The bombardment of the Gaza Strip continued over the weekend, with the Israeli navy firing into the enclave as well; this was a first and the naval barrage killed a 13 year-old girl and her uncle on Sunday evening. Two buildings housing journalists from Sky News, ITN, Al-Quds TV and Press TV were also hit in an Israeli attack, injuring several reporters. The NGO Reporters without Borders condemned Israel’s action, and the Foreign Press Association issued a statement expressing concern about the strike, pointing to a UN Security Council statement that forbade all attacks against journalists in combat zones.

That day also witnessed the highest death toll of any single strike during the operation, when a missile destroyed the family home of Jamal Mahmoud Yassin Al-Dalu, killing twelve people; ten of his family members, including five children and an elderly woman, plus two of the family’s neighbours, including another elderly woman. Israel later admitted that the strike on the residential building had been intentional and that the target was Mohamed Al-Dalu, a police officer who was killed in the attack; neighbours insisted that he had no political affiliations.

Over the next few days, the Israeli bombardment killed dozens of people in Gaza, while several people were injured in Israel as a result of rockets fired by the beleaguered Palestinians. US Secretary of State Hillary Clinton arrived in Tel Aviv on Tuesday 20 November, to try to promote a ceasefire. She discussed the volatile situation with Israeli Prime Minister Benjamin Netanyahu but did not meet with Hamas, due its designation by the Americans as a “terrorist organisation”.

Read: Israel kills 11 Palestinian children since start of 2017

The next day, Egyptian Foreign Minister Mohammed Kamel Amr stood alongside Clinton and announced that a ceasefire in Israel-Gaza hostilities would take effect at 9pm local time. The truce came after hours of intense shuttle-diplomacy involving Clinton, as well as the then UN Secretary-General Ban Ki-moon.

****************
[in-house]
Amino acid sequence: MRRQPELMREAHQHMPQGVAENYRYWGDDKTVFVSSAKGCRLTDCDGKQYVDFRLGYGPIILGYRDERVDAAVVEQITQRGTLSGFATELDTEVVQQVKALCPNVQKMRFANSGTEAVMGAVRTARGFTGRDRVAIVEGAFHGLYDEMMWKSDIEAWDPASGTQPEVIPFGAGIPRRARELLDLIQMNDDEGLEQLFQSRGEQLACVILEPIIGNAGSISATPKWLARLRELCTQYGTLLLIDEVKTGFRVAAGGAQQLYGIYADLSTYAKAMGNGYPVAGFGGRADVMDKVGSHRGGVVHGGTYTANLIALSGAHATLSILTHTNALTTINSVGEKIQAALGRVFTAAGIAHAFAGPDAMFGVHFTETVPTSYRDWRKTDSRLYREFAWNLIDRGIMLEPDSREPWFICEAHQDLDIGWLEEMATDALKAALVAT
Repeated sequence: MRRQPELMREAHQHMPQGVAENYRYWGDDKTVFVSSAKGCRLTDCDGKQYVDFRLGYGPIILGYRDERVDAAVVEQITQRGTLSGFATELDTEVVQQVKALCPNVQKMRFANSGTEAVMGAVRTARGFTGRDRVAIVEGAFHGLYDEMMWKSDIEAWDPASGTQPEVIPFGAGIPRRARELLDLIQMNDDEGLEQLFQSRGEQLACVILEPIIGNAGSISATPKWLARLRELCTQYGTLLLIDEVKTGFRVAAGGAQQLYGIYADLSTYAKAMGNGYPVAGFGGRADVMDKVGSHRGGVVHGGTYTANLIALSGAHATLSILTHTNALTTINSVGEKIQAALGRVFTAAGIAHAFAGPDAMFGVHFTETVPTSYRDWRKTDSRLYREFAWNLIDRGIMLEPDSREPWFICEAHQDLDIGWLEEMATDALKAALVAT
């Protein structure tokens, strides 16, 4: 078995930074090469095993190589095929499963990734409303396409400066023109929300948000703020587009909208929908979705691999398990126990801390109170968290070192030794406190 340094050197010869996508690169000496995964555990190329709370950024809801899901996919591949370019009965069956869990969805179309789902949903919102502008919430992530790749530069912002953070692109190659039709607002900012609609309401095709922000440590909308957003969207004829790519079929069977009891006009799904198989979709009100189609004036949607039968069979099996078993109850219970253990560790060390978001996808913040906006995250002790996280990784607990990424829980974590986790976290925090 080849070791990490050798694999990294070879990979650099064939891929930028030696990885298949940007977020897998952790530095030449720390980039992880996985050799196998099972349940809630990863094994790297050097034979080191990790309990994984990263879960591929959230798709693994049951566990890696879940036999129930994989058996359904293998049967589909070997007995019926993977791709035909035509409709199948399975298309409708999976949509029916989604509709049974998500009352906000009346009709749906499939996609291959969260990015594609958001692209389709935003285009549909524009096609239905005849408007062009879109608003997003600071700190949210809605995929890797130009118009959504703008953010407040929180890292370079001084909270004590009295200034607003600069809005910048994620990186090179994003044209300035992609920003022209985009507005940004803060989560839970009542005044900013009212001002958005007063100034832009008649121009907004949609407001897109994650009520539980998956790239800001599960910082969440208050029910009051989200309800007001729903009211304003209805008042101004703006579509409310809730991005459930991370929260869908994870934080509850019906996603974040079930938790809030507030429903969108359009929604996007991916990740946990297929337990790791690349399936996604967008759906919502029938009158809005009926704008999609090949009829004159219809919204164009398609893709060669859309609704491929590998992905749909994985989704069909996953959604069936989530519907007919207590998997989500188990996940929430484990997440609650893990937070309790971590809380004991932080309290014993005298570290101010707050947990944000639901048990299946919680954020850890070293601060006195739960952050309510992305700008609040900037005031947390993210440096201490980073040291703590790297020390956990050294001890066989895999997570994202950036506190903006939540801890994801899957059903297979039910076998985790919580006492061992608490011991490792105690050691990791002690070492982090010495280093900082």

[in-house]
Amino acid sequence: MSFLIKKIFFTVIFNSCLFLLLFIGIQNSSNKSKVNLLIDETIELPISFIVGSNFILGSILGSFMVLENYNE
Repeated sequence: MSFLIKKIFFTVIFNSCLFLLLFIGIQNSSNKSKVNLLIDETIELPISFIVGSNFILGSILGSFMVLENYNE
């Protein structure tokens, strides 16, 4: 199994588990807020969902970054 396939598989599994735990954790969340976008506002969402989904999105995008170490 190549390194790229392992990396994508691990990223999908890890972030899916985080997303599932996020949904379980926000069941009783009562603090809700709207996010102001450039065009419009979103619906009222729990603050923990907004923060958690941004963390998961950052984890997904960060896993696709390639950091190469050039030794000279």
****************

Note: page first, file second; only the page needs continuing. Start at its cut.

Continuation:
Before the announcement, attacks rocked both sides of the border. Inside Israel, a bomb blast on a bus in central Tel Aviv injured 28 people, three seriously. In Gaza City, the bombing met with approval from Hamas spokesman Sami Abu Zuhri, who called it revenge for civilian deaths in Gaza in recent days, particularly that of the Al-Dalu family. Israeli bombs rained down on the territory in response.

After the Israel occupation forces agreed to a ceasefire, the residents of the Gaza Strip enjoyed their first peaceful night in a week. Four Israelis and some 174 Palestinians, 107 of whom were civilians, were killed in the eight-day conflict.

Netanyahu declared the Israeli offensive to be a success, saying that his forces had dealt a painful blow to Hamas, destroying thousands of rockets and killing many “terrorist commanders”. Hamas also claimed victory, despite the Palestinian losses.

As per the ceasefire agreement, Israel was required to “stop all hostilities in the Gaza Strip land, sea and air including incursions and targeting of individuals.” The same was required from the Palestinian factions. However, Israel’s regular incursions against civilians in the Strip as well as the continuing blockade, mean that, five years later, the Palestinians in the enclave are still not at peace.

The views expressed in this article belong to the author and do not necessarily reflect the editorial policy of Middle East Monitor.